The best thing about physics is that it’s all about patterns, and the same patterns pop up in lots of different places. That means you can explain some really important situations using surprisingly mundane bits of everyday life. Here’s a taster.
Why is a raisin like the Titanic?
Put some raisins in a newly opened bottle of fizzy lemonade and watch them sink to the bottom because they are more dense than water. But their wrinkly surface is the perfect place for bubbles to grow, and so each raisin grows itself a life jacket of bubbles until the whole thing is less dense than water. Then it floats up to the top, tumbles around until the bubbles are lost and falls back to the bottom of the bottle – just like a lava lamp. It’ll keep going for about half an hour, and it’s surprisingly mesmerising!
The Titanic was lost because it was structurally very similar to a raisin covered in bubbles. The ship itself was more dense than water, and only floated because it had huge watertight compartments full of air. These made it less dense than water overall, just like the bubbles on the raisin. But when the ship hit the iceberg, the effect was the same as the bubbles popping at the top of the bottle. Overall, the Titanic became more dense than water so it had to sink. Oddly, the size of a raisin relative to the height of a lemonade bottle is almost exactly the size of the Titanic relative to the depth of the water it sank in.
How does a cup of tea explain earthquakes?
Put a mug of tea on a flat surface and give it a (small) shove. You’ll see the tea start to slop from side to side. This is known as oscillation. Each mug has its own natural slopping rate – slower in a big mug; faster in a small one. It just so happens that when we walk our natural step rate matches the oscillation rate of tea in the average mug – this is why we often spill tea when we walk in a hurry.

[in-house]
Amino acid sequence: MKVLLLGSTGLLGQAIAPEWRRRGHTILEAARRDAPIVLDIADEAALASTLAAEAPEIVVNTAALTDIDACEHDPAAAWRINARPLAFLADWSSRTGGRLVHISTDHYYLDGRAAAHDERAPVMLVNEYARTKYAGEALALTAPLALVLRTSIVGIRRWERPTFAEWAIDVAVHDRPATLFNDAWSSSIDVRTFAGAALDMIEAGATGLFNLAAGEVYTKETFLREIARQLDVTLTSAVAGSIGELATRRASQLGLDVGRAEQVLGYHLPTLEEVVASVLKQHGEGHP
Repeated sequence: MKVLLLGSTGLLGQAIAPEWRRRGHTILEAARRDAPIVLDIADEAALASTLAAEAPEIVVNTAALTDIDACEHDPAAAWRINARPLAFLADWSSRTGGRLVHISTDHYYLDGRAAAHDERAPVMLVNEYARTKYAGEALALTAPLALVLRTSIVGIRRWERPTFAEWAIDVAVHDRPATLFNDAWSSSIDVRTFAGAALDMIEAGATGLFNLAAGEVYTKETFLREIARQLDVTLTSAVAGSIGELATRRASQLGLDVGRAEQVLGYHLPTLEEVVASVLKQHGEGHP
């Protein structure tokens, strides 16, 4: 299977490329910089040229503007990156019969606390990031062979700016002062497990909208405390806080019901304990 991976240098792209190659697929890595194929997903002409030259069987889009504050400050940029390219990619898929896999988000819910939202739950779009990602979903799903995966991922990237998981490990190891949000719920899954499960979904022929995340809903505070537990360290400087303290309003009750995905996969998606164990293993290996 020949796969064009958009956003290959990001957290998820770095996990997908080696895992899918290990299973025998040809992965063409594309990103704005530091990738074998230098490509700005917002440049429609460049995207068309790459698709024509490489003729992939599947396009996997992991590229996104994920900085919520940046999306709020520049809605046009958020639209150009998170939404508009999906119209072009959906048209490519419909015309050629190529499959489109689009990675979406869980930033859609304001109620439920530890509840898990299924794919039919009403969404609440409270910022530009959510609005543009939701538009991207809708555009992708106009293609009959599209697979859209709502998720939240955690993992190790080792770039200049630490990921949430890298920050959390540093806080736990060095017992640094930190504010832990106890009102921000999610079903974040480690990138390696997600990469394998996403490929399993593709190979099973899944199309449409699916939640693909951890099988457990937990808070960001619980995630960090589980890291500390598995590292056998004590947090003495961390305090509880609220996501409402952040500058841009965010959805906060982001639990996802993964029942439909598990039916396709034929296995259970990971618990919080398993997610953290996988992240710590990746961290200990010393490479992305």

In September 1985, a huge earthquake shook Mexico City. Afterwards, it was noticeable that most of the buildings that had collapsed were between five and 20 storeys high. The shorter and taller ones were fine. It turned out that the earthquake had shaken the ground at about once every two seconds, synchronising exactly with the natural oscillation rate of the middle-sized buildings. Just like tea spilling as you walk faster, the middle-sized buildings responded by swaying more and more violently – until they fell down.
Why is a hi-vis jacket like a £10 note?
On a dull winter’s day, everything on the road looks a bit grey and drab apart from cyclists wearing high-visibility jackets. They look like they’re glowing, and it’s because they are. Low, heavy clouds get in the way of visible light (the colours of the rainbow) so most things look quite dull. But more of the light beyond the rainbow – ultraviolet rays – can get through. Fluorescent fabric takes the light we can’t see and turns it into visible light that we can – the bright glow of those jackets.
A cashier will quite often hold a banknote underneath a dim light. When this ultraviolet light touches fluorescent dyes on the banknote, those dyes convert this invisible light into bright red and green that we can see, and suddenly numbers are visible on the note that weren’t before – a good indication that the note is genuine.
How is an egg yolk like the Hubble telescope?
A raw egg and a boiled egg, both cold and still in their shells, look identical. How can you tell them apart? The trick is to set them spinning on their sides, let them spin for a little while, and then just touch your finger on the top of each one for a couple of seconds. The boiled egg will stop completely. But the raw egg will start spinning again when you remove your finger because you only stopped the shell and not the liquid. It’s a law of physics that once something is spinning, it will keep spinning until you stop it, so the egg’s innards give it away.
The Hubble gives us detailed pictures of incredibly distant stars. But how does something that is floating in free space stay on course? Hubble has gyroscopes inside that are basically giant versions of a spinning egg. Once they’re spinning, they’ll keep spinning about the same axis because there’s nothing in space to change the spin. This gives the telescope fixed internal pointers that always follow exactly the same direction. That’s how it can orient itself so precisely
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